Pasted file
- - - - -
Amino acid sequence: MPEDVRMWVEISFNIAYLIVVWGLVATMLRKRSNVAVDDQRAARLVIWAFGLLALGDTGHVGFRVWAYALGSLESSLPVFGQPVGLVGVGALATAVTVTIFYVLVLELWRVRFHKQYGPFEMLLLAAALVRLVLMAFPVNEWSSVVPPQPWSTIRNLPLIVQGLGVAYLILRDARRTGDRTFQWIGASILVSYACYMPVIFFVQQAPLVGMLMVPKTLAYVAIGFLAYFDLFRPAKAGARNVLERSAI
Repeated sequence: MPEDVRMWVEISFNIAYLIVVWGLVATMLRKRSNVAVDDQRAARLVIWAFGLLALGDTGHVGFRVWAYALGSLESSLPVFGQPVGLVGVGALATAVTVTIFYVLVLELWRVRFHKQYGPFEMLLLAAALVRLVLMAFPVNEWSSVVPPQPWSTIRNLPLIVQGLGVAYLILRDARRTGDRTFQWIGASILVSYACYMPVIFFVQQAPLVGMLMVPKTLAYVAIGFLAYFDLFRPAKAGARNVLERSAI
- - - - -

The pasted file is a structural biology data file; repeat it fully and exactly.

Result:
Amino acid sequence: MPEDVRMWVEISFNIAYLIVVWGLVATMLRKRSNVAVDDQRAARLVIWAFGLLALGDTGHVGFRVWAYALGSLESSLPVFGQPVGLVGVGALATAVTVTIFYVLVLELWRVRFHKQYGPFEMLLLAAALVRLVLMAFPVNEWSSVVPPQPWSTIRNLPLIVQGLGVAYLILRDARRTGDRTFQWIGASILVSYACYMPVIFFVQQAPLVGMLMVPKTLAYVAIGFLAYFDLFRPAKAGARNVLERSAI
Repeated sequence: MPEDVRMWVEISFNIAYLIVVWGLVATMLRKRSNVAVDDQRAARLVIWAFGLLALGDTGHVGFRVWAYALGSLESSLPVFGQPVGLVGVGALATAVTVTIFYVLVLELWRVRFHKQYGPFEMLLLAAALVRLVLMAFPVNEWSSVVPPQPWSTIRNLPLIVQGLGVAYLILRDARRTGDRTFQWIGASILVSYACYMPVIFFVQQAPLVGMLMVPKTLAYVAIGFLAYFDLFRPAKAGARNVLERSAI